Allergy season is here. It can start as early as February depending on the weather and is caused by pollen from a variety of trees, grasses, weeds, and flowers. You will know it has arrived when your staff and coworkers are sneezing often and have itchy, watery eyes.
Seasonal allergies should be treated like they are contagious even though they are not. Sneezing, coughing, blowing noses, and touching itchy eyes spread plenty of germs. According to a study by the Massachusetts Institute of Technology, sneezing is especially powerful. When a person sneezes, a “turbulent buoyant cloud” of droplets is expelled, traveling anywhere from 13- 26 feet. The remaining droplets can travel five to 200 times farther and linger in the air, possibly being circulated by the building’s ventilation system.
To relieve allergy symptoms and limit the spread of germs:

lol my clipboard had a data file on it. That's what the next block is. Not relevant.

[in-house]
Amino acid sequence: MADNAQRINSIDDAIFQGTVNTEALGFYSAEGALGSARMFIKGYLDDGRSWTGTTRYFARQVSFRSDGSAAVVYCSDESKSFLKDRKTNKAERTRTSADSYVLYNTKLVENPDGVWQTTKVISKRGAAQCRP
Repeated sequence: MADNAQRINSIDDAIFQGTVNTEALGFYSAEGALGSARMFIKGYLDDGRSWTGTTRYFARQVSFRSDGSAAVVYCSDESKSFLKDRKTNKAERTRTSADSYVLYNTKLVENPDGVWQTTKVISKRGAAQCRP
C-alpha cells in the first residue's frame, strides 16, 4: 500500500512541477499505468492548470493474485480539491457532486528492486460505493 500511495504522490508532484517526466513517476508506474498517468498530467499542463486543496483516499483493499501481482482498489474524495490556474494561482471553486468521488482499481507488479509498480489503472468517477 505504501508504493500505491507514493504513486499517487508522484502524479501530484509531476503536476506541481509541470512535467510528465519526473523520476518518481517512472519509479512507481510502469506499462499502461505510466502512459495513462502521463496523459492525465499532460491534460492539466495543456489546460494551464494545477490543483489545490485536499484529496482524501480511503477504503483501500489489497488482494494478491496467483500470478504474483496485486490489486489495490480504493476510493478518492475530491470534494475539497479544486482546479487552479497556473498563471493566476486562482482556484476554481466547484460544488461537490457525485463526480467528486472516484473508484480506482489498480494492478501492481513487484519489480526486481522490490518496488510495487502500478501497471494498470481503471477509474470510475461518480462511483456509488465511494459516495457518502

- Hand hygiene is the best defense, so motivating your staff and customers to wash their hands regularly with soap and water or use hand sanitizer is key. For more information, click here.
- Schools should encourage their students to wash their hands after recess and outdoor gym classes.
- Always turn away from others and cover your nose and mouth when you sneeze or cough. Covering with a tissue or the crook of your arm is the most effective at containing a sneeze.
- Limit your time outdoors to keep your symptoms at a minimum.
- Take a shower after being outside to remove any residual pollen on your hair and skin.
- Those who plan to spend most of their time outside, such as at a campground or park, should choose a place that offers restroom and shower facilities to periodically wash off pollen.
Spring may mean allergies, but it also means warmer weather and longer days. Good hygiene practices in spring will keep you healthy and ready for summer!